Medically reviewed by Dr. Tamara Neuhaus MD
Little things are bothering me so much more than they ever did, and I’m so snappy with my husband and kids. I just don’t feel like myself. - Diane, 51
For a lot of women, the changes they start noticing in their mood are the most upsetting symptoms of menopause. You may find yourself reacting in ways that feel unfamiliar, embarrassing, or out of proportion. Discomfort becomes anxiety. The blues become deep sadness or depression. Irritation becomes rage. The people on the receiving end of this moodiness are often the ones you care about most, including yourself.
There are a few factors that can play a role in your changing mood. Dwindling hormone levels, insufficient sleep, and stress are at the top of the list. So if night sweats or the urge to pee are keeping you awake, or increased pressure at work or home are adding to your stress level (all common at this age), you’ve got a perfect mood storm brewing.
Depending on the root cause(s) of your mood changes, there are different approaches you and your doctor can consider. You may have to try a few of them before figuring out the cause and its best treatment.
Hormone Therapy (HRT)
Some women find that their mood is improved with the use of hormone therapy. There are a few reasons this treatment works. Because it brings your estrogen back up to its pre-perimenopause levels, all of those cells in your body that rely on this wonder hormone to function at peak performance, go back to, well, performing at their peak. The muscles that support your bladder and urethra can once again hold your pee in all night. Your hypothalamus keeps your body temperature in check, so you’re not plagued by hot flashes and night sweats. Your libido returns, as does the moisture needed to make sex feel good, so sex is more satisfying. Your energy level improves, so you can get the exercise you need to improve your health and state of mind. And all of this can help you sleep better. You’d be amazed how much easier it is to cope with all of the responsibilities of midlife when you consistently catch the Zs you need.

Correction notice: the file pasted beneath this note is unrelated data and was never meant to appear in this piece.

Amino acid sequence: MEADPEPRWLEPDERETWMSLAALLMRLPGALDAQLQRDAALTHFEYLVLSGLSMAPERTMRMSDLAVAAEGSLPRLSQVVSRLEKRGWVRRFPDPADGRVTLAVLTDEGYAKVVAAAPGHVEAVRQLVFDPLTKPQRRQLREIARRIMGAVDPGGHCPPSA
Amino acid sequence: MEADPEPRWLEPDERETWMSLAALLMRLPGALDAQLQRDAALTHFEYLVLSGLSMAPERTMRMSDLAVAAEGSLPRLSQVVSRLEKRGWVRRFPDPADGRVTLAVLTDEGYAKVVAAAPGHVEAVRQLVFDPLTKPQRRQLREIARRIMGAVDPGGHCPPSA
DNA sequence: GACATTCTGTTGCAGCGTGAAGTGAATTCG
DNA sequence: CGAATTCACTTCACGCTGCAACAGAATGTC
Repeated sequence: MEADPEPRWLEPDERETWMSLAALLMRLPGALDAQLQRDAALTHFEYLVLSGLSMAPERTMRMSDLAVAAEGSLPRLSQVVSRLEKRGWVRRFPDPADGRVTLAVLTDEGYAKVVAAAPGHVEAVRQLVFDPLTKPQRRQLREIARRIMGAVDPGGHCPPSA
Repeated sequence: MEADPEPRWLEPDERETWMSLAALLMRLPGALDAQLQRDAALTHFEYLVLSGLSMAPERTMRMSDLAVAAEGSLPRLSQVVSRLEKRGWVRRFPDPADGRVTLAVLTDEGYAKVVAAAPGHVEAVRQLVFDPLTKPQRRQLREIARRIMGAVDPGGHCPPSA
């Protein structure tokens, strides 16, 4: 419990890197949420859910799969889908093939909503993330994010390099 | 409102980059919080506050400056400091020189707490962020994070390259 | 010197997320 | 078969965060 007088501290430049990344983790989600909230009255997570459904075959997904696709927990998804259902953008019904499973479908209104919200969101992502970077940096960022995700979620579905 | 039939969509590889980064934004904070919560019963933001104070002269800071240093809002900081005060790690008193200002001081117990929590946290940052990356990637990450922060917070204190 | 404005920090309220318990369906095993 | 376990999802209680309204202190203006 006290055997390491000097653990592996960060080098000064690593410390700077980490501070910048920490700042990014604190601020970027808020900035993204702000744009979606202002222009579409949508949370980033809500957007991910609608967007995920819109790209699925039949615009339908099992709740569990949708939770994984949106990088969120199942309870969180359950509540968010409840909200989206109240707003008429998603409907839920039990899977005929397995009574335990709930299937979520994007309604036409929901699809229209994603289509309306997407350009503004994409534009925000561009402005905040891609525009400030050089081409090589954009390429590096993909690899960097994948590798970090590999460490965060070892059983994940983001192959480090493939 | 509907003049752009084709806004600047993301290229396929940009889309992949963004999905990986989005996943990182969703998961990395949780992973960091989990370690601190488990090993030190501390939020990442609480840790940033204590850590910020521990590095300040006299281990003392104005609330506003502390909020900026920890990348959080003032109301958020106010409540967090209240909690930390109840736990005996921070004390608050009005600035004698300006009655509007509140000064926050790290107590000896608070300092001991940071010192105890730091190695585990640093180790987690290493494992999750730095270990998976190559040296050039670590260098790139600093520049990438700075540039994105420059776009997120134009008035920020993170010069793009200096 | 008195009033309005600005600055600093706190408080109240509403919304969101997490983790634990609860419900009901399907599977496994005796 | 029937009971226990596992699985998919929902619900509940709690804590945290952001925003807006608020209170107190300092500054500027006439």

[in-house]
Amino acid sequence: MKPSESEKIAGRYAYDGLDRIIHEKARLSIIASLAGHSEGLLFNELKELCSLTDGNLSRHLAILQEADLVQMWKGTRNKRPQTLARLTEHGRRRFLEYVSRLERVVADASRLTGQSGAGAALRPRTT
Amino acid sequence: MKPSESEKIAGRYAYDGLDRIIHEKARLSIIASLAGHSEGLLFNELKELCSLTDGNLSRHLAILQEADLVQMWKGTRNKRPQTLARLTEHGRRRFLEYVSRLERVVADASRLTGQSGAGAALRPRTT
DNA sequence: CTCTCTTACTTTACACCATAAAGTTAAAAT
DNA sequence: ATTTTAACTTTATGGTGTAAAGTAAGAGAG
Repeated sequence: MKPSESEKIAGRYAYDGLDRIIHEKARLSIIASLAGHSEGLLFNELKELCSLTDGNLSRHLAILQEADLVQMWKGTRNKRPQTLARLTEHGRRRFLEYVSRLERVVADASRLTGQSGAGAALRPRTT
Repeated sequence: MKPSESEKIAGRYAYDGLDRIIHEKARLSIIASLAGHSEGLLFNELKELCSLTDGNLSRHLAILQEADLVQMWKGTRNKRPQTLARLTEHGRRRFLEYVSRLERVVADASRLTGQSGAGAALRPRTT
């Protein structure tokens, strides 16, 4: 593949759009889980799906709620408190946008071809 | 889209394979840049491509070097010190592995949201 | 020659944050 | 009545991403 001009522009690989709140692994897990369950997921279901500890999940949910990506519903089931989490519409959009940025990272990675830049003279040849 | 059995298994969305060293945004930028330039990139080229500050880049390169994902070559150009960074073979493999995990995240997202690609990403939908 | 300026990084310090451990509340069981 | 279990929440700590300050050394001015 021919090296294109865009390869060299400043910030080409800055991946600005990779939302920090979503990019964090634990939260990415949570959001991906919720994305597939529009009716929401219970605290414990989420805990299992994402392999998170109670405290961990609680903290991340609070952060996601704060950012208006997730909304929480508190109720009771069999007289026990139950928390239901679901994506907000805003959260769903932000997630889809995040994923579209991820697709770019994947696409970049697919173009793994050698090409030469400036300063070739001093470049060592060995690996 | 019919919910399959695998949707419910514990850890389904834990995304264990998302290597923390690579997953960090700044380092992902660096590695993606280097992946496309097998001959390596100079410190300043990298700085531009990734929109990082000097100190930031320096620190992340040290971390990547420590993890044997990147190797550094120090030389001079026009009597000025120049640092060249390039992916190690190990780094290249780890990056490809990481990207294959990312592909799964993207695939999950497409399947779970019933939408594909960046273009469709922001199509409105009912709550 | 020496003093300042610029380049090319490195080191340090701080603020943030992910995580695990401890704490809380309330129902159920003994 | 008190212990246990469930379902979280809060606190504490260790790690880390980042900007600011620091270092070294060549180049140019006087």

Other Medical Interventions
If you’re wary of hormones or have a health history that’s incompatible with HRT (prior breast cancer or a prior blood clot), taking a prescribed antidepressant like an SSRI or SNRI can help boost your mood. Even if you just take them at a very low dose, they can help control hot flashes and night sweats, which could be enough to keep your sleep—and your cope-rope—from fraying.
Two of the very best things you can do to improve your mood are to 1. get out in nature and 2. exercise. Finding the motivation to do either is going to be hard at first. But once you make the commitment and stick to it, you’ll start looking forward to the mood-lifting effect they have on you. Think of movement as medicine and Mother Nature as your therapist. Another great habit to develop is daily meditation. Even five minutes a day has been shown to reduce stress, depression and more.
And speaking of therapists, a good marriage and family counselor can help you and the people who love you work through this tumultuous time in your life. It is absolutely okay to ask for help from the people closest to you. You don’t have to solve this on your own.
We can create a personalized care plan that will help to alleviate and treat the symptoms of menopause. Learn more.